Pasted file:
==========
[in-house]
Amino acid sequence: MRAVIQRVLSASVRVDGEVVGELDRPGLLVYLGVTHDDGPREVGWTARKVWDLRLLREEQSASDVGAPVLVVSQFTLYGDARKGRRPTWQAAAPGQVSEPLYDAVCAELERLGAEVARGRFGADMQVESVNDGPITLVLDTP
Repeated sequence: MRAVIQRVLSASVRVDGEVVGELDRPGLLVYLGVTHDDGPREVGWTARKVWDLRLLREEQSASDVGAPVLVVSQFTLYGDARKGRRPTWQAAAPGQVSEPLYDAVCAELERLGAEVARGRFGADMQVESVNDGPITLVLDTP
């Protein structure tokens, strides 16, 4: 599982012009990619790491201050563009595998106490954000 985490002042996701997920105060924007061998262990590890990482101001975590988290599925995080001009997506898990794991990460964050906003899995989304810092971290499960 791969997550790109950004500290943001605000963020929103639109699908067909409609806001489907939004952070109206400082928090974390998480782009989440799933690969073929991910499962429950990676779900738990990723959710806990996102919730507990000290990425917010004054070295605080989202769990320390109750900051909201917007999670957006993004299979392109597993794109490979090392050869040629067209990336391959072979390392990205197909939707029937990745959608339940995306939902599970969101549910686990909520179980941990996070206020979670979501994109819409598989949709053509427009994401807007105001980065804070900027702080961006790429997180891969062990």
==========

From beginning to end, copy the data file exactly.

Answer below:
[in-house]
Amino acid sequence: MRAVIQRVLSASVRVDGEVVGELDRPGLLVYLGVTHDDGPREVGWTARKVWDLRLLREEQSASDVGAPVLVVSQFTLYGDARKGRRPTWQAAAPGQVSEPLYDAVCAELERLGAEVARGRFGADMQVESVNDGPITLVLDTP
Repeated sequence: MRAVIQRVLSASVRVDGEVVGELDRPGLLVYLGVTHDDGPREVGWTARKVWDLRLLREEQSASDVGAPVLVVSQFTLYGDARKGRRPTWQAAAPGQVSEPLYDAVCAELERLGAEVARGRFGADMQVESVNDGPITLVLDTP
């Protein structure tokens, strides 16, 4: 599982012009990619790491201050563009595998106490954000 985490002042996701997920105060924007061998262990590890990482101001975590988290599925995080001009997506898990794991990460964050906003899995989304810092971290499960 791969997550790109950004500290943001605000963020929103639109699908067909409609806001489907939004952070109206400082928090974390998480782009989440799933690969073929991910499962429950990676779900738990990723959710806990996102919730507990000290990425917010004054070295605080989202769990320390109750900051909201917007999670957006993004299979392109597993794109490979090392050869040629067209990336391959072979390392990205197909939707029937990745959608339940995306939902599970969101549910686990909520179980941990996070206020979670979501994109819409598989949709053509427009994401807007105001980065804070900027702080961006790429997180891969062990």